Connected Worker Technologies and Industrial Labor Issues

Challenges associated with attracting and retaining workers to the manufacturing and processing industries have been ongoing for decades. And while some types of automation technologies, such as robots, help keep humans out of the repetitive and potentially injury-inducing work that can make industrial employment less desirable, other types can also help attract and retain human workers.

Chief among these technologies that can help attract workers are connected frontline worker (CFW) platforms. This Industry 4.0 technology is designed to guide workers in their tasks using smart glasses, smartphones, tablets, and PCs, enabling them to handle complex processes.

Dominic Gallello, CEO of Symphony Industrial AI, a supplier of CFW, digital manufacturing, and plant performance technologies, explains that CFW systems “leverage cloud computing, mobile telecommunications, and wearable technology to inform front line workers and offer them state-of-the-art, human-driven instruction support by providing ‘byte size’ work directions to act upon.”

Benefits of CFW technology cited by Gallello, include:

  • Up to 50% savings of time on operations such as changeovers through standard work guidance;
  • Facilitating autonomous maintenance with step-by-step instruction workflows;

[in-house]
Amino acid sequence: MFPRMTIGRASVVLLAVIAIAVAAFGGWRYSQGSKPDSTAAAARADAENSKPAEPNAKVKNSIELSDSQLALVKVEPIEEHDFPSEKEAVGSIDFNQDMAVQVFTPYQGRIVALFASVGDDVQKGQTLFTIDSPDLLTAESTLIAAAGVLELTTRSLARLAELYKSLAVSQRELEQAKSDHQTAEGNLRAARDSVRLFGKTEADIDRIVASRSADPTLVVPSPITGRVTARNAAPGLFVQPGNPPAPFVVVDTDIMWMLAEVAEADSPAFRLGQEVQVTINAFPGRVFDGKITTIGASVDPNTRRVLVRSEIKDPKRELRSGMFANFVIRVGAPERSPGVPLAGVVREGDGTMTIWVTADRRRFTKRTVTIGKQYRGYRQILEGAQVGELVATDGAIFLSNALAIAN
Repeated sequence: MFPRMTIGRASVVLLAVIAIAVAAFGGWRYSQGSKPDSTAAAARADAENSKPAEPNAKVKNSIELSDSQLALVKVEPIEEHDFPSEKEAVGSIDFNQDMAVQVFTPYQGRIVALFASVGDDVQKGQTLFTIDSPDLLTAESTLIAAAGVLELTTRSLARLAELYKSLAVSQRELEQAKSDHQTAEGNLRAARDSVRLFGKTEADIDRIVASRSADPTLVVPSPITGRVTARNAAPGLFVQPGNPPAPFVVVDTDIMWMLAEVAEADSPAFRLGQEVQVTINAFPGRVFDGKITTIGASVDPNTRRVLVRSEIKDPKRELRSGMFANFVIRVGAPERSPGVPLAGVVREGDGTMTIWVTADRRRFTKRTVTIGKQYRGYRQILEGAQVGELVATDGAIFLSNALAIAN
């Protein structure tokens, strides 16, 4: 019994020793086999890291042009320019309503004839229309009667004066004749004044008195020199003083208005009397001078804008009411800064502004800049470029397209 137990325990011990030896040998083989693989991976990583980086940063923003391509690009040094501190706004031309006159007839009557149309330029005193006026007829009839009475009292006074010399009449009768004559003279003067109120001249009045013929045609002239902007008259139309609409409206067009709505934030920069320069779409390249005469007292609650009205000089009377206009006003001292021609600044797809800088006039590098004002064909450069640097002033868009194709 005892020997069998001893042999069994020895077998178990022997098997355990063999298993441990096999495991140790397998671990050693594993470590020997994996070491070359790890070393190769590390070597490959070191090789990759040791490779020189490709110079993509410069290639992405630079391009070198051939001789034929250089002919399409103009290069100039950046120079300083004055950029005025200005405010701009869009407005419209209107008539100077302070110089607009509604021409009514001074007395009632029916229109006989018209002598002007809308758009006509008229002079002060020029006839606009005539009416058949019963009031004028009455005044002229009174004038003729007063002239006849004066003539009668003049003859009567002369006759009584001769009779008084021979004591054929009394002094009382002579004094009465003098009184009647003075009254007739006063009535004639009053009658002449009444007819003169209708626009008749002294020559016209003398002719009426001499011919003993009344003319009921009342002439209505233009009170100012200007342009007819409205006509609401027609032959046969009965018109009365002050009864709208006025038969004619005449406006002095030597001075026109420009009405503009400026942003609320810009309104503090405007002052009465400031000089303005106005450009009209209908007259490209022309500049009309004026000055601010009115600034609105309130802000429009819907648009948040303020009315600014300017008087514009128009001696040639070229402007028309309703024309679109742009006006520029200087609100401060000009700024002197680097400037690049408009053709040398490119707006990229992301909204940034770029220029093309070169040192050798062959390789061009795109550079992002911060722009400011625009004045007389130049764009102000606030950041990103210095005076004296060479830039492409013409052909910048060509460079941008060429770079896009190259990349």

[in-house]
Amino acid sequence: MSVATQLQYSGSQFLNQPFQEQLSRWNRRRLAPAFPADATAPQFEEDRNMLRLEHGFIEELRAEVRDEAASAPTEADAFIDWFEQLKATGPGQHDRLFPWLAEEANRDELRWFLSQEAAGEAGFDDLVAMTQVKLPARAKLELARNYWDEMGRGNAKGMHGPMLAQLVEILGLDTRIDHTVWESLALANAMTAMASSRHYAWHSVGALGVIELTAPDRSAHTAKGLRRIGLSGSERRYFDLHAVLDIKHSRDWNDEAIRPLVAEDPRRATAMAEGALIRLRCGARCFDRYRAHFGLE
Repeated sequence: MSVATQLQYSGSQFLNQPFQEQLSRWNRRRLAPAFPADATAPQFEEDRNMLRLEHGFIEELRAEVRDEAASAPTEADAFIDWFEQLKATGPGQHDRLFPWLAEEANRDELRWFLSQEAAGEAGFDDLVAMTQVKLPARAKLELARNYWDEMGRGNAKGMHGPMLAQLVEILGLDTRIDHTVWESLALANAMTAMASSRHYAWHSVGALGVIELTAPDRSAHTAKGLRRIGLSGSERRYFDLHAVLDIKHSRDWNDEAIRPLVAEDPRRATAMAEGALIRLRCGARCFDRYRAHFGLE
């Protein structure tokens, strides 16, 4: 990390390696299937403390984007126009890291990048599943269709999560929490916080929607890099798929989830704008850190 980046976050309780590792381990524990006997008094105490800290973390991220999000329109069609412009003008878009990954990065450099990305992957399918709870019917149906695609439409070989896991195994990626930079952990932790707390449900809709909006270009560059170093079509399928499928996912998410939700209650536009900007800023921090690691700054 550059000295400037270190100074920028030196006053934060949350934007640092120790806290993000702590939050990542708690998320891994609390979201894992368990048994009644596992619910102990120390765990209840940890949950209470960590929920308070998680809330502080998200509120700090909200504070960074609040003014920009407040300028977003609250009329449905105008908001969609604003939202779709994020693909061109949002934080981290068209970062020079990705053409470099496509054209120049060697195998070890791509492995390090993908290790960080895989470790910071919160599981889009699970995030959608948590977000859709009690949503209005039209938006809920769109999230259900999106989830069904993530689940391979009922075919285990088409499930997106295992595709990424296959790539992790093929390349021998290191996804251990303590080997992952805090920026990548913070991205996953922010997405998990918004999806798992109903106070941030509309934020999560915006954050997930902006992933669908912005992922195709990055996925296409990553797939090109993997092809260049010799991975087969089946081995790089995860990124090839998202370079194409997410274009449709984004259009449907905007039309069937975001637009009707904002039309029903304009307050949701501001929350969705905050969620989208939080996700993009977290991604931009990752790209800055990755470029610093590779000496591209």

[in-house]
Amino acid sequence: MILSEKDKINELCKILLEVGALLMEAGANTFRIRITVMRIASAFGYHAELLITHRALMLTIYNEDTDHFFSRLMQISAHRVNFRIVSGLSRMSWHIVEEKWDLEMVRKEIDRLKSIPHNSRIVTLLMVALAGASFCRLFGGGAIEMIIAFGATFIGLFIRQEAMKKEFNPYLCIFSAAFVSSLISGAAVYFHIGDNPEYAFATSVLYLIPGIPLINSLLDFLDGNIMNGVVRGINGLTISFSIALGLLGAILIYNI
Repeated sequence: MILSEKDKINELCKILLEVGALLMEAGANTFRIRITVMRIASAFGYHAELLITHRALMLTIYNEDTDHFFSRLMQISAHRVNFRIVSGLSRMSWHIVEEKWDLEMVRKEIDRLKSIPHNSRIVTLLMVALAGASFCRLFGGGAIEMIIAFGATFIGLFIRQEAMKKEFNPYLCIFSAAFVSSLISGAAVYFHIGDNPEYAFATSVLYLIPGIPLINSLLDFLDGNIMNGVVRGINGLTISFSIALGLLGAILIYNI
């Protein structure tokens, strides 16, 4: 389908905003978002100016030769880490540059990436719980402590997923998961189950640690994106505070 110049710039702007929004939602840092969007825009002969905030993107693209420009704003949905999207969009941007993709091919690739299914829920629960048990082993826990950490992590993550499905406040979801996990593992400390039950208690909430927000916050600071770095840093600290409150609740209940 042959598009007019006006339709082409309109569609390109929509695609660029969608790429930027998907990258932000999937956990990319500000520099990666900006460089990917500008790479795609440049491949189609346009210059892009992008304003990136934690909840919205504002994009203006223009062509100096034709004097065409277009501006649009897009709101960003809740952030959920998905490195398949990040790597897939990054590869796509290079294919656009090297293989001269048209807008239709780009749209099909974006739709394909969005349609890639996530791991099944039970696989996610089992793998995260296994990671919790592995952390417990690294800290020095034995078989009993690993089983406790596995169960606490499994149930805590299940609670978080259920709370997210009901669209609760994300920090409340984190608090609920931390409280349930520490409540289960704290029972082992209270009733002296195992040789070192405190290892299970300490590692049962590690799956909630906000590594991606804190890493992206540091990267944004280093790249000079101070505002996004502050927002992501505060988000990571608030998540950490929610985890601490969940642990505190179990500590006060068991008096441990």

• 30% faster onboarding of new workers;
  • Achieving 100% compliance with work duties via automatic execution logs; and
  • Time savings of up to 70% on inspection process with digital CAPA (corrective and preventative actions) management.

Verstraeten (1)

“At the core of CFW platforms are digital workflow execution engines that consist of two parts,” notes Peter Verstraeten, CEO of Proceedix, a Symphony IndustrialAI company that supplies digital work instructions and inspection software. “First, the authoring component enables business experts to create and maintain all kinds of workflows to provide step-by-step guidance for operators, technicians, and inspectors in various industries. Second, the digital execution system automatically logs all workflow execution details to assure 100% transparency and compliance—anytime and anywhere—whether the worker is online or offline.”

Beyond delivering specific work instructions and logging activities, CFW platforms also integrate with existing business and operations systems to provide workers with source instructions and inspections from manufacturing information systems, such ERP (enterprise resource planning), MES (manufacturing execution systems), CMMS (computerized maintenance management systems), and LIMS (laboratory information management systems). Such integration also enables CFW platforms to loop worker feedback into these systems.

“This allows for business intelligence platforms to assess performance, check compliance, and identify areas for improvement using this new, correlated data,” says Gallello.

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